It's safe to say that Ohio State's defensive line talent is near an all-time high. Michael Bennett, Joey Bosa, Noah Spence and Adolphus Washington, Ohio State's starting line, have a combined 19 recruiting stars between them, and the other linemen in the rotation are nearly as decorated. The line is constructed to win awards, and if all goes well several Buckeyes are good enough to earn national recognition.
Michael Bennett, for instance, was named a preseason All-American by Athlon, and Joey Bosa was named to the freshman All-American team by two outlets. Spence led the line in tackles, and Washington was no slouch. How such a talented cadre could finish 96th in Adjusted Line Yards is a mystery.
Bennett might not care for preseason honors, but this year's defensive line can assert itself by producing a consensus All-American. Though award voters might not give defenders the same credit as offensive players, at least they're more careful about rewarding statistics and not narrative.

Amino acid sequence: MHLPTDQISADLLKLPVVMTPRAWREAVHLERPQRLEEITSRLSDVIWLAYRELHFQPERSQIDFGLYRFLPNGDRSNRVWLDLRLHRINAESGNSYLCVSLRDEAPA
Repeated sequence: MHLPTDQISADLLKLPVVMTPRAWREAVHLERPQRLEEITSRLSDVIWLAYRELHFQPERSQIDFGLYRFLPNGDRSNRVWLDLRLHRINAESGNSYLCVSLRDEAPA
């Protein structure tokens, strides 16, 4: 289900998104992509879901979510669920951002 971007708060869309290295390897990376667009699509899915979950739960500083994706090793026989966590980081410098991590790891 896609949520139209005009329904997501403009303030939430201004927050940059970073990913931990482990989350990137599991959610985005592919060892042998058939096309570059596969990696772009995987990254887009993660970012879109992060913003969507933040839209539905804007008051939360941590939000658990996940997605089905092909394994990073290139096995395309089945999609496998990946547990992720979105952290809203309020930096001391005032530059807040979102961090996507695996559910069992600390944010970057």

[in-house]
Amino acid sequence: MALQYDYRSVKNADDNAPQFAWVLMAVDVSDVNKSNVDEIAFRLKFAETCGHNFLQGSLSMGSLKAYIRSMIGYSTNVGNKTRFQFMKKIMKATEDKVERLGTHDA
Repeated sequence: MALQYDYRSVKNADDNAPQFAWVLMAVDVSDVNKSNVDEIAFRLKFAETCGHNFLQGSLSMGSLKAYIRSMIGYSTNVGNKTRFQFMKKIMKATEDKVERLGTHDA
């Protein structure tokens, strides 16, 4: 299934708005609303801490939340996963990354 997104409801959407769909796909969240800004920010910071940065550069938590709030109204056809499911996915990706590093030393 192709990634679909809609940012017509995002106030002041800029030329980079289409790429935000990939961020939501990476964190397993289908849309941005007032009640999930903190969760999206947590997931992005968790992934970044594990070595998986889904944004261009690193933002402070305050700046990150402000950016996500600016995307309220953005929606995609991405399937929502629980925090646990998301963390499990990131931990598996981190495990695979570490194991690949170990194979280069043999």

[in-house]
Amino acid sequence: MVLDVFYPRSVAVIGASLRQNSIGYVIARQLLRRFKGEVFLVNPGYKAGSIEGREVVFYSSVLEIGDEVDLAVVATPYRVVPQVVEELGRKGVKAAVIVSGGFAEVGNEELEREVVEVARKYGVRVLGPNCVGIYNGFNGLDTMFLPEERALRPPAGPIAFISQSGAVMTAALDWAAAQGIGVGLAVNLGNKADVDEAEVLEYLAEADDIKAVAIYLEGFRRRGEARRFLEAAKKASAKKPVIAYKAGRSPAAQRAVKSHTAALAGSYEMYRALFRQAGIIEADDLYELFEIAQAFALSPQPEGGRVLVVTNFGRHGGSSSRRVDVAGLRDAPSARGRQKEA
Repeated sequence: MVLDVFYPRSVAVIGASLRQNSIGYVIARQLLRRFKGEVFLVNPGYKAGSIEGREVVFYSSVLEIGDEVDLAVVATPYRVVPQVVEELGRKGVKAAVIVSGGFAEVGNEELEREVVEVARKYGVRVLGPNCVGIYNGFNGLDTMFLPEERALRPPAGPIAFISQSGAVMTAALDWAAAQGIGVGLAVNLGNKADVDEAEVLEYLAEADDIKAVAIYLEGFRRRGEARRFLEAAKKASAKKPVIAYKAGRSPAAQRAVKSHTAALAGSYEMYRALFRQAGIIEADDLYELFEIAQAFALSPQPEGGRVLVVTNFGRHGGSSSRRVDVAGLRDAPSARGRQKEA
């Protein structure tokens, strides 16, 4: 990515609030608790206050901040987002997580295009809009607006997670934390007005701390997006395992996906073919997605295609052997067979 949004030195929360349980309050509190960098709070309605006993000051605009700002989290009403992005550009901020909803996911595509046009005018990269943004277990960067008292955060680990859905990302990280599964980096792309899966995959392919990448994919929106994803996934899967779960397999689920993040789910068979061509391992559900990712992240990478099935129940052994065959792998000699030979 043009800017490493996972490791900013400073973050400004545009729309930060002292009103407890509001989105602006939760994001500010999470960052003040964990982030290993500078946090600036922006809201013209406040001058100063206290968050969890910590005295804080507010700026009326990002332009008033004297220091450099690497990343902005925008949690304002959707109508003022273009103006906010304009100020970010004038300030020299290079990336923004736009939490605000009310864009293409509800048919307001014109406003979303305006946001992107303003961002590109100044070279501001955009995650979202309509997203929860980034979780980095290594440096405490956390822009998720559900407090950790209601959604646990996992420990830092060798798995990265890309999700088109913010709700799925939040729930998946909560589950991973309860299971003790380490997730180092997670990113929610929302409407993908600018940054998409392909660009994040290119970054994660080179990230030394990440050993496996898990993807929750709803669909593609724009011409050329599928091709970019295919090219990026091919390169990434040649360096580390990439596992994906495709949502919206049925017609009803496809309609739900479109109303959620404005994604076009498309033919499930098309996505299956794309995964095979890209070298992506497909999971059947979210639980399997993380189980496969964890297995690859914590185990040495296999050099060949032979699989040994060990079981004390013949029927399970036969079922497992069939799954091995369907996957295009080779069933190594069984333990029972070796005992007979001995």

I think the Ohio State defensive line could produce a consensus all-American, but rather than trying to project that player's numbers I want to create a workaround. Assuming that the Buckeyes want one of their defensive linemen to be an All-American, what benchmarks will he need to hit for consideration?
GOING FOR TWO
Not since 2011 have a pair of teammates been All-Americans from the same position grouping (Morris Claiborne and Tyrann Mathieu, LSU), and not since 1997 has one team produced two consensus All-American defensive linemen (Jason Peter and Grant Wistrom, Nebraska).
New defensive line coach Larry Johnson plans to rotate players more often, which will keep the players fresher but give the starters fewer snaps. In our wildest dreams the Buckeyes could land two linemen on the all-America team, but let's not get irrational.
Let's see what stats we're working with. First up, Michael Bennett, Joey Bosa and Noah Spence, whose 2013 numbers put them in consideration for 2014 honors: